President Obama has spent the last eight years governing by executive order and administrative rule. President Trump—aided by a Republican Congress—will have the capacity to dismantle some of the worst of these actions. One Department of Labor ruling especially ripe for scrutiny exempts states from federal regulations on private pensions. It thus allows the states—already responsible for massive problems with government-worker pensions—to begin offering retirement plans to private-sector workers. It’s a disaster waiting to happen.
State and local governments have already racked up at least $1.5 trillion in debt in their public-worker pension funds through irresponsible funding practices, including promising benefits that were never funded and engaging in questionable accounting practices. This mess has developed free from federal regulation because state-worker pension plans are exempt from the strict standards of the Employee Retirement Income Security Act, which imposes stringent accounting standards on private pension plans and makes overseers of such plans liable for mismanaging them.
Incredibly, even as local governments continue to struggle with the public-pension crisis, governors and state legislators around the country have proposed letting states offer government-run pension plans for private-sector workers whose employers don’t provide retirement benefits. However, because they would be for private workers, these pension plans would have to adhere to ERISA standards. States could potentially be legally liable in court for mismanaging them. To get around this, states began petitioning the Obama administration for exemptions from federal law. In August, the Department of Labor created a rule giving states “safe harbor” from the legal risks they might face under ERISA. Under the rule, states can now create 401(K) plans for workers who want to set aside money from their paychecks for retirement—as long as employers aren’t required to contribute their own money to the plans. Several states have begun planning to create these retirement systems, but none have started operating yet.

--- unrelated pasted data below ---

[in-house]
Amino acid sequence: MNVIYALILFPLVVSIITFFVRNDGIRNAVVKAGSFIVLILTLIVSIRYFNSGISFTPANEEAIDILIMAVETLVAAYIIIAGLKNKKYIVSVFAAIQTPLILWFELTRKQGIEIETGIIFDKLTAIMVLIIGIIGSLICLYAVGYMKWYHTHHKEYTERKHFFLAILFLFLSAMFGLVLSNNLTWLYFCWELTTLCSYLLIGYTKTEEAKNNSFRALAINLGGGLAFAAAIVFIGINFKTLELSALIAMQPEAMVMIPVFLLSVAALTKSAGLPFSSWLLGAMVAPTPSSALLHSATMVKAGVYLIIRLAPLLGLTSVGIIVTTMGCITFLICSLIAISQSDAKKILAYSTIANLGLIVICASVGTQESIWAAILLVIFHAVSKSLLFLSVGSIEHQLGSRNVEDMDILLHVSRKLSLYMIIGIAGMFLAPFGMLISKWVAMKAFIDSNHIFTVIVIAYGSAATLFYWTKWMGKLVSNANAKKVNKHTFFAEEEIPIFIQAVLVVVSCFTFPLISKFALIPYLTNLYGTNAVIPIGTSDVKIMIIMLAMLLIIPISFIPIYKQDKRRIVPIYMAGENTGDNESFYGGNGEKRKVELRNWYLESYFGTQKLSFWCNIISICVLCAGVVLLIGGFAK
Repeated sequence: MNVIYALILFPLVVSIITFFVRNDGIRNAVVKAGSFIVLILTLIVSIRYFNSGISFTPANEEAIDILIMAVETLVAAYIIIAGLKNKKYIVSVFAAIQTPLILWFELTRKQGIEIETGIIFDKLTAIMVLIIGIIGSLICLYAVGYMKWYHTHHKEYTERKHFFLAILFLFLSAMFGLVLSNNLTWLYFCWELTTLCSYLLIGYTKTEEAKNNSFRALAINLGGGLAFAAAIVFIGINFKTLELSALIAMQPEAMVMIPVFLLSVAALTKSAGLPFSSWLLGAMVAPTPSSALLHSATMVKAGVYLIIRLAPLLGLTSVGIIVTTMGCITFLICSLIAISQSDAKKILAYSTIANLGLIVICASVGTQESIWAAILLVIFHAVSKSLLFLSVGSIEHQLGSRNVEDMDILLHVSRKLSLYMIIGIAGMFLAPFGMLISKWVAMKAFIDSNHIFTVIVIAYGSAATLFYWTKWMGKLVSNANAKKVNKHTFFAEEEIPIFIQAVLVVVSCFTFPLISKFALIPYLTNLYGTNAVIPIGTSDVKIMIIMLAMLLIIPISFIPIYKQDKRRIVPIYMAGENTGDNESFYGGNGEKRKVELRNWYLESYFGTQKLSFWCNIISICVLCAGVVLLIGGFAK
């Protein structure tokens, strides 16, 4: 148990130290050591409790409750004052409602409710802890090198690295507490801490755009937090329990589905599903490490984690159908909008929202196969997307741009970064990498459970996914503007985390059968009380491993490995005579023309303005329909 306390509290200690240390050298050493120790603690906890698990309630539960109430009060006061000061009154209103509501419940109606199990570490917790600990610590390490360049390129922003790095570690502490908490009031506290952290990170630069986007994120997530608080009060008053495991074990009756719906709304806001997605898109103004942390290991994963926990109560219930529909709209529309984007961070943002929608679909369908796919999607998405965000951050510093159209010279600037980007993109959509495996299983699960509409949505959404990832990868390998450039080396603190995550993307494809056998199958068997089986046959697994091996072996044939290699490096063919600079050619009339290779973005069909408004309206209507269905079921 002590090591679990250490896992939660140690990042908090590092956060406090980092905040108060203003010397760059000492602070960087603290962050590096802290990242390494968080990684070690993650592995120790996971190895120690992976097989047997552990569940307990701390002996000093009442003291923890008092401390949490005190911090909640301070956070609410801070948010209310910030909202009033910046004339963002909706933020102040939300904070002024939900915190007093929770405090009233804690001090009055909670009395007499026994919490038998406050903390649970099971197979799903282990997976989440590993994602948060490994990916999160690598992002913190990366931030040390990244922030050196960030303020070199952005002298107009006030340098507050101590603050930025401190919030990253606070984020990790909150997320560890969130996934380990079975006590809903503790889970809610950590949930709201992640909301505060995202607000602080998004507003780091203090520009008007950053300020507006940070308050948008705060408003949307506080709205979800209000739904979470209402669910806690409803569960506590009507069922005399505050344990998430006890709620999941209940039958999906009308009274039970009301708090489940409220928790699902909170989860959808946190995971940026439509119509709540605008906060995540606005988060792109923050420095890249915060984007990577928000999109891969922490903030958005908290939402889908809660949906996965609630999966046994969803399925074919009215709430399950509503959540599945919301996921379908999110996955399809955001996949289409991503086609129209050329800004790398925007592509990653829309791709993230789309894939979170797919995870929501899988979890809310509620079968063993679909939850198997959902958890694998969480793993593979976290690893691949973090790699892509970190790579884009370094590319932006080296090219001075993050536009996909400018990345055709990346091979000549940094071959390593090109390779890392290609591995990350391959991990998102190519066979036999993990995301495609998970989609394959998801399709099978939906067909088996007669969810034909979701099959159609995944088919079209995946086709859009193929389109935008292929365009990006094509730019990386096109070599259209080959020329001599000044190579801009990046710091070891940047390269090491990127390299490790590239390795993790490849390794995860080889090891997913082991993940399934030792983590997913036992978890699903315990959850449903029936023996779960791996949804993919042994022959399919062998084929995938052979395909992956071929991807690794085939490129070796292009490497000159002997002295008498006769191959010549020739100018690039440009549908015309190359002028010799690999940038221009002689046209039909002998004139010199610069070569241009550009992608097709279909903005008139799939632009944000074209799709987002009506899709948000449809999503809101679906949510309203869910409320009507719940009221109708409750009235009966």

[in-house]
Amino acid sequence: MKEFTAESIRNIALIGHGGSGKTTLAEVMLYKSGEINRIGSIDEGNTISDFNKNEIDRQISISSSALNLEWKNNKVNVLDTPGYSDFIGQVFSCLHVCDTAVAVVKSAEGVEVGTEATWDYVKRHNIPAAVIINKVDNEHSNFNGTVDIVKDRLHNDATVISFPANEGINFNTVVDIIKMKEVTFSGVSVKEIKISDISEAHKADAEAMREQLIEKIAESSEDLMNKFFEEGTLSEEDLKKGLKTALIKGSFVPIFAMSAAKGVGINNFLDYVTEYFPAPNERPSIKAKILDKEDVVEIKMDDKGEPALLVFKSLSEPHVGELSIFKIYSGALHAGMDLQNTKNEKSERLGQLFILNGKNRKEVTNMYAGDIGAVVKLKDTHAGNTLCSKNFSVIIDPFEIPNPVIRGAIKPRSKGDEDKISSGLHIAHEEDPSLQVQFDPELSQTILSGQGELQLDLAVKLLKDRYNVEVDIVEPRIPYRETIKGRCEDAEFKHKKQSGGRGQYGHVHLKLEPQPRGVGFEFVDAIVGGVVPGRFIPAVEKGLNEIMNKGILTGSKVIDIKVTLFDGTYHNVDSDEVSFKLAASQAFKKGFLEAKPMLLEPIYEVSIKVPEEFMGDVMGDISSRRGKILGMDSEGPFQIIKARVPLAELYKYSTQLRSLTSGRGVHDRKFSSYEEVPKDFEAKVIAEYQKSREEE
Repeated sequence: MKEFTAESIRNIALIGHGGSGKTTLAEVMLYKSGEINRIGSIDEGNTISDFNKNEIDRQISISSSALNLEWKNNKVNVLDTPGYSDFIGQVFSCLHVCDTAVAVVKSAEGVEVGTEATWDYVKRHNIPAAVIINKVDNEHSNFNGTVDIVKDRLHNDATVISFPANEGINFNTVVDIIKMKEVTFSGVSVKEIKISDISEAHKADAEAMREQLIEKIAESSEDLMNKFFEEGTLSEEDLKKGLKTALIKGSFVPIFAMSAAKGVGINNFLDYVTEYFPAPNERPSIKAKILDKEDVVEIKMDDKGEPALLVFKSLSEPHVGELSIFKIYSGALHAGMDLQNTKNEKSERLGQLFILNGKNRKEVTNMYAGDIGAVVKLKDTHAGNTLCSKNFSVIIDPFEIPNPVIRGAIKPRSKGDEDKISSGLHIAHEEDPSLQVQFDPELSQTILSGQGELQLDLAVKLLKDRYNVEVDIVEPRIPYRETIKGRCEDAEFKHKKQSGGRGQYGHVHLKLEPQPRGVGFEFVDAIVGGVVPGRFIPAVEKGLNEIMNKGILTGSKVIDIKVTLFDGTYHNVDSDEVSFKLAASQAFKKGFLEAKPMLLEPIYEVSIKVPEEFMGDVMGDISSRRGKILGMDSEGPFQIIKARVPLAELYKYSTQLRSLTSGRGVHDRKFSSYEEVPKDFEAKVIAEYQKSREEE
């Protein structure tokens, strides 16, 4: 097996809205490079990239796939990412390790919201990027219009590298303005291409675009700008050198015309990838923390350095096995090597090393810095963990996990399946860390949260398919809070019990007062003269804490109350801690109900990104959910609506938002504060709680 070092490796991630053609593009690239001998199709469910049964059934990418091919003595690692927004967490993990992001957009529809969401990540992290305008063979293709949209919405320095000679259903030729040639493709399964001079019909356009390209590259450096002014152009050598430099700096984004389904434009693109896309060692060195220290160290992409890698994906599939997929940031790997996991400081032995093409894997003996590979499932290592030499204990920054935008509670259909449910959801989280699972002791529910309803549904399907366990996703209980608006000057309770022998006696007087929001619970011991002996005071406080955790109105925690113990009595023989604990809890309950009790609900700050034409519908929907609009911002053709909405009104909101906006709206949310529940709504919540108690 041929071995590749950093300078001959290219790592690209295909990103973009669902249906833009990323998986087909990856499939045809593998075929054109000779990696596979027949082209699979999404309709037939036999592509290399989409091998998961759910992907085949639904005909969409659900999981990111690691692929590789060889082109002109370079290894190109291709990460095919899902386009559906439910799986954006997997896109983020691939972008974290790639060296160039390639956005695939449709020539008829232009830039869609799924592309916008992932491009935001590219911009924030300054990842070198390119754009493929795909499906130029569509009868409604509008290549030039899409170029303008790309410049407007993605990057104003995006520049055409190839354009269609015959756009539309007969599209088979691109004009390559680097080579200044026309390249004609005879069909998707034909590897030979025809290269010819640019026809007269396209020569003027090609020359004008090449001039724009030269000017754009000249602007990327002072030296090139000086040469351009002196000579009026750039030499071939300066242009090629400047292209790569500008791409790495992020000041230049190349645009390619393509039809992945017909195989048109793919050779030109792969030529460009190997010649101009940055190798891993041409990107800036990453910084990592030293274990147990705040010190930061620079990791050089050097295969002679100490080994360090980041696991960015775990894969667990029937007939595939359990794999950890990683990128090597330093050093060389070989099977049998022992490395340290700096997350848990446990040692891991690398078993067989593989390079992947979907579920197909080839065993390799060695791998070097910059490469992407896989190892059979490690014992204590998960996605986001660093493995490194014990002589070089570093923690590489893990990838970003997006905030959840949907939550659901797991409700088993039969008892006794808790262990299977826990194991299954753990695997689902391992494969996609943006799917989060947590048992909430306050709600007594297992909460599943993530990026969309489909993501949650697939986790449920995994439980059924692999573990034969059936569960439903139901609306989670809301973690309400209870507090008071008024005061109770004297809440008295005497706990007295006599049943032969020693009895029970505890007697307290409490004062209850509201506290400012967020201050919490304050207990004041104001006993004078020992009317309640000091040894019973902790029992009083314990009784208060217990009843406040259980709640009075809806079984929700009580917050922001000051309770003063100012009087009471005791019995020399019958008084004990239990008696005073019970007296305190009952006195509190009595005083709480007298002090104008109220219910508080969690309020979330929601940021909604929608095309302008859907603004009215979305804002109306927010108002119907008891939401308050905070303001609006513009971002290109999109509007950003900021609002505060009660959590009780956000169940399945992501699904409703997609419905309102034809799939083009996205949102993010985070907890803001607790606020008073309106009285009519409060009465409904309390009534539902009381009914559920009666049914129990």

The safe-harbor rule would make states the biggest players in private-sector pensions. That’s because even as the Obama administration was freeing states from ERISA standards, it was increasing mandates on firms that run private-sector pension plans through the so-called fiduciary rule, issued by the Department of Labor in August —making the plans more expensive and less accessible. The added costs imposed by the fiduciary rule may ultimately wind up discouraging smaller private firms from offering workers their own pension plans. When businesses opt out, the new state plans will be waiting to gobble up that business. California alone has estimated that it would collect some $6 billion in private-sector pension money in the first year of its own proposed state-run plan.
The Trump administration and Congress can do better. They can overturn the safe-harbor rule and explore ways to expand the pool of private workers with pensions, without handing this task to the states. Trump should simultaneously roll back or water down the fiduciary rule so as not to discourage smaller firms from offering their own retirement plans. The federal government can change its current IRA plans to make offering them easier for businesses. Among other things, Trump and Congress could change the basic structure of the so-called Simple IRA—designed for use by firms with fewer than 100 employees—by eliminating or reducing the minimum contributions that a firm must make in order to qualify to offer a plan.
Even if the states hadn’t created such a mess with their own employee-pension plans, giving them exemptions from federal law on pensions is a bad idea, because it ultimately will make governments the biggest operator of private retirement plans, too. That’s not a role for the states.
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